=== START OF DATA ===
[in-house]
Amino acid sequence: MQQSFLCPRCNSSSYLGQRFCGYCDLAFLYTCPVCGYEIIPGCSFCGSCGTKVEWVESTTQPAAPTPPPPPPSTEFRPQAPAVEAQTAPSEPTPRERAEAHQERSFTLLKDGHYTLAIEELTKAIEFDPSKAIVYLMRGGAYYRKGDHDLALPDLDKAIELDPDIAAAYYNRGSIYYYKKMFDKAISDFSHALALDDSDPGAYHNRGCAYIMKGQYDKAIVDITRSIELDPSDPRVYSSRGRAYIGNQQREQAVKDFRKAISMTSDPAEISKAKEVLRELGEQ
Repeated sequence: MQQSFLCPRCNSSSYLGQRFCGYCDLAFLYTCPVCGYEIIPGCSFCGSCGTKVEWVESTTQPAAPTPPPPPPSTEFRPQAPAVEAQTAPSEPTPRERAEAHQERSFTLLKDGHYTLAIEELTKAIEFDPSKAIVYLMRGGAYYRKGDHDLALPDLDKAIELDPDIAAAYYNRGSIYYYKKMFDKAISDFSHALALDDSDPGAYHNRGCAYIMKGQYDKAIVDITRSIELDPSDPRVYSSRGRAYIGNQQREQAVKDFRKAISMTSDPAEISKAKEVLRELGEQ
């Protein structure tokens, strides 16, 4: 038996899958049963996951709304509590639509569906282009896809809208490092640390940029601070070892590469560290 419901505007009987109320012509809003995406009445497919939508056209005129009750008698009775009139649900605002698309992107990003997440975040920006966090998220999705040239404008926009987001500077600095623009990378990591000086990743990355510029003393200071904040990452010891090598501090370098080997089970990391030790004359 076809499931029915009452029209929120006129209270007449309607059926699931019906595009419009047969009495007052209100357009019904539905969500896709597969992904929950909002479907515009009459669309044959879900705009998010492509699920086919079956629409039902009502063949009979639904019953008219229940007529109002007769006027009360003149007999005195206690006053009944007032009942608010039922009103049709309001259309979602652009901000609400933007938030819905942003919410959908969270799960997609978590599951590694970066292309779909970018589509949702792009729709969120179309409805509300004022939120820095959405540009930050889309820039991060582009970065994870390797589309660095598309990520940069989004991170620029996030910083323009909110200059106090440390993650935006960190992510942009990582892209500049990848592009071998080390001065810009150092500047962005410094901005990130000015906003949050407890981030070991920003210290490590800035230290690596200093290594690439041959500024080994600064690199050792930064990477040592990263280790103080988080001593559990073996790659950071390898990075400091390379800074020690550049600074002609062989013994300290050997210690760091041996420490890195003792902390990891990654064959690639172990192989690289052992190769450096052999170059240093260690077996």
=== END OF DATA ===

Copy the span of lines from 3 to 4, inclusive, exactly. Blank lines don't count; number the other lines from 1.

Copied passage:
Repeated sequence: MQQSFLCPRCNSSSYLGQRFCGYCDLAFLYTCPVCGYEIIPGCSFCGSCGTKVEWVESTTQPAAPTPPPPPPSTEFRPQAPAVEAQTAPSEPTPRERAEAHQERSFTLLKDGHYTLAIEELTKAIEFDPSKAIVYLMRGGAYYRKGDHDLALPDLDKAIELDPDIAAAYYNRGSIYYYKKMFDKAISDFSHALALDDSDPGAYHNRGCAYIMKGQYDKAIVDITRSIELDPSDPRVYSSRGRAYIGNQQREQAVKDFRKAISMTSDPAEISKAKEVLRELGEQ
């Protein structure tokens, strides 16, 4: 038996899958049963996951709304509590639509569906282009896809809208490092640390940029601070070892590469560290 419901505007009987109320012509809003995406009445497919939508056209005129009750008698009775009139649900605002698309992107990003997440975040920006966090998220999705040239404008926009987001500077600095623009990378990591000086990743990355510029003393200071904040990452010891090598501090370098080997089970990391030790004359 076809499931029915009452029209929120006129209270007449309607059926699931019906595009419009047969009495007052209100357009019904539905969500896709597969992904929950909002479907515009009459669309044959879900705009998010492509699920086919079956629409039902009502063949009979639904019953008219229940007529109002007769006027009360003149007999005195206690006053009944007032009942608010039922009103049709309001259309979602652009901000609400933007938030819905942003919410959908969270799960997609978590599951590694970066292309779909970018589509949702792009729709969120179309409805509300004022939120820095959405540009930050889309820039991060582009970065994870390797589309660095598309990520940069989004991170620029996030910083323009909110200059106090440390993650935006960190992510942009990582892209500049990848592009071998080390001065810009150092500047962005410094901005990130000015906003949050407890981030070991920003210290490590800035230290690596200093290594690439041959500024080994600064690199050792930064990477040592990263280790103080988080001593559990073996790659950071390898990075400091390379800074020690550049600074002609062989013994300290050997210690760091041996420490890195003792902390990891990654064959690639172990192989690289052992190769450096052999170059240093260690077996």